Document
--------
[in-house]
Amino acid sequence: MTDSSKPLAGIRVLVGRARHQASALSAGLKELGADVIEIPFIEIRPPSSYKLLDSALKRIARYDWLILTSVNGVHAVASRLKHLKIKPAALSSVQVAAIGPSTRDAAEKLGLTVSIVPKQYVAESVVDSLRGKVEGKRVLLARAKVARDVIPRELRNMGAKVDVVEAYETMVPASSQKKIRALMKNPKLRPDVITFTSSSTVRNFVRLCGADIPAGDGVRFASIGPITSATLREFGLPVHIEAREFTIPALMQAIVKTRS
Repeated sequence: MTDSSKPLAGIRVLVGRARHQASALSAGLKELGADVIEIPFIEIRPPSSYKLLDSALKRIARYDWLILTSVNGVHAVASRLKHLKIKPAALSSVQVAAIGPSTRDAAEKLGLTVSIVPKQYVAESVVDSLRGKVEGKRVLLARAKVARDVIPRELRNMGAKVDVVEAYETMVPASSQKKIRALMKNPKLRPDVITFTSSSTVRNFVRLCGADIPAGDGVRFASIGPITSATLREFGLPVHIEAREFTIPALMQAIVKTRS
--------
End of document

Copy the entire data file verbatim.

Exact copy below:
[in-house]
Amino acid sequence: MTDSSKPLAGIRVLVGRARHQASALSAGLKELGADVIEIPFIEIRPPSSYKLLDSALKRIARYDWLILTSVNGVHAVASRLKHLKIKPAALSSVQVAAIGPSTRDAAEKLGLTVSIVPKQYVAESVVDSLRGKVEGKRVLLARAKVARDVIPRELRNMGAKVDVVEAYETMVPASSQKKIRALMKNPKLRPDVITFTSSSTVRNFVRLCGADIPAGDGVRFASIGPITSATLREFGLPVHIEAREFTIPALMQAIVKTRS
Repeated sequence: MTDSSKPLAGIRVLVGRARHQASALSAGLKELGADVIEIPFIEIRPPSSYKLLDSALKRIARYDWLILTSVNGVHAVASRLKHLKIKPAALSSVQVAAIGPSTRDAAEKLGLTVSIVPKQYVAESVVDSLRGKVEGKRVLLARAKVARDVIPRELRNMGAKVDVVEAYETMVPASSQKKIRALMKNPKLRPDVITFTSSSTVRNFVRLCGADIPAGDGVRFASIGPITSATLREFGLPVHIEAREFTIPALMQAIVKTRS